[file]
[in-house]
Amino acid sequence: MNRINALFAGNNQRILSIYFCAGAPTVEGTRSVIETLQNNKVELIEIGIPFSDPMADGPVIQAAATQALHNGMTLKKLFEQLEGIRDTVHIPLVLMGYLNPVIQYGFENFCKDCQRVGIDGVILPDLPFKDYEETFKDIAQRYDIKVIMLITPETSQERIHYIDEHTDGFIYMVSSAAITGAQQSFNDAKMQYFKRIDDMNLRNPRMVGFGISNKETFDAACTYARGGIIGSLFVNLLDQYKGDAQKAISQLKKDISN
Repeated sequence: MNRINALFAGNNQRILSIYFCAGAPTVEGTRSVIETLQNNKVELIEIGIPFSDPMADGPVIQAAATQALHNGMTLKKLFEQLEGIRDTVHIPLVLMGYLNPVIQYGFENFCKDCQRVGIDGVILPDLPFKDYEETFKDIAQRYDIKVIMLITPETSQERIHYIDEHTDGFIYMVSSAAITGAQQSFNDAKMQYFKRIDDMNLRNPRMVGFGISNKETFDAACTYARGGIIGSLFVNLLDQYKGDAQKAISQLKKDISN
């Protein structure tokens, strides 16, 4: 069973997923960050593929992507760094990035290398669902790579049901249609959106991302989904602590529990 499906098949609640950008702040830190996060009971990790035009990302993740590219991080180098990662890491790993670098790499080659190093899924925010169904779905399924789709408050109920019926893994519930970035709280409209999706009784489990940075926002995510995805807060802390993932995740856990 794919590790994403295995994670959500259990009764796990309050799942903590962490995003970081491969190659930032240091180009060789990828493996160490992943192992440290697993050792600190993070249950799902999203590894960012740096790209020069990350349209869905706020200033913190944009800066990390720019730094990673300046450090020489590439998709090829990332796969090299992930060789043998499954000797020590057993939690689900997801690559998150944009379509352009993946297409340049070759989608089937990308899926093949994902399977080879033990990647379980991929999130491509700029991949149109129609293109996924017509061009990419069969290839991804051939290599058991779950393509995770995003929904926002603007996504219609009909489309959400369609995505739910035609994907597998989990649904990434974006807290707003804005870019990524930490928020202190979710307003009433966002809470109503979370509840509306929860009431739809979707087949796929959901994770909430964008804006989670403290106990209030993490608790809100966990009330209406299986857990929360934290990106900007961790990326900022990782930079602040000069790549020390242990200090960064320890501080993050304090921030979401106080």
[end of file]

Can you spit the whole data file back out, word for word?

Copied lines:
[in-house]
Amino acid sequence: MNRINALFAGNNQRILSIYFCAGAPTVEGTRSVIETLQNNKVELIEIGIPFSDPMADGPVIQAAATQALHNGMTLKKLFEQLEGIRDTVHIPLVLMGYLNPVIQYGFENFCKDCQRVGIDGVILPDLPFKDYEETFKDIAQRYDIKVIMLITPETSQERIHYIDEHTDGFIYMVSSAAITGAQQSFNDAKMQYFKRIDDMNLRNPRMVGFGISNKETFDAACTYARGGIIGSLFVNLLDQYKGDAQKAISQLKKDISN
Repeated sequence: MNRINALFAGNNQRILSIYFCAGAPTVEGTRSVIETLQNNKVELIEIGIPFSDPMADGPVIQAAATQALHNGMTLKKLFEQLEGIRDTVHIPLVLMGYLNPVIQYGFENFCKDCQRVGIDGVILPDLPFKDYEETFKDIAQRYDIKVIMLITPETSQERIHYIDEHTDGFIYMVSSAAITGAQQSFNDAKMQYFKRIDDMNLRNPRMVGFGISNKETFDAACTYARGGIIGSLFVNLLDQYKGDAQKAISQLKKDISN
């Protein structure tokens, strides 16, 4: 069973997923960050593929992507760094990035290398669902790579049901249609959106991302989904602590529990 499906098949609640950008702040830190996060009971990790035009990302993740590219991080180098990662890491790993670098790499080659190093899924925010169904779905399924789709408050109920019926893994519930970035709280409209999706009784489990940075926002995510995805807060802390993932995740856990 794919590790994403295995994670959500259990009764796990309050799942903590962490995003970081491969190659930032240091180009060789990828493996160490992943192992440290697993050792600190993070249950799902999203590894960012740096790209020069990350349209869905706020200033913190944009800066990390720019730094990673300046450090020489590439998709090829990332796969090299992930060789043998499954000797020590057993939690689900997801690559998150944009379509352009993946297409340049070759989608089937990308899926093949994902399977080879033990990647379980991929999130491509700029991949149109129609293109996924017509061009990419069969290839991804051939290599058991779950393509995770995003929904926002603007996504219609009909489309959400369609995505739910035609994907597998989990649904990434974006807290707003804005870019990524930490928020202190979710307003009433966002809470109503979370509840509306929860009431739809979707087949796929959901994770909430964008804006989670403290106990209030993490608790809100966990009330209406299986857990929360934290990106900007961790990326900022990782930079602040000069790549020390242990200090960064320890501080993050304090921030979401106080």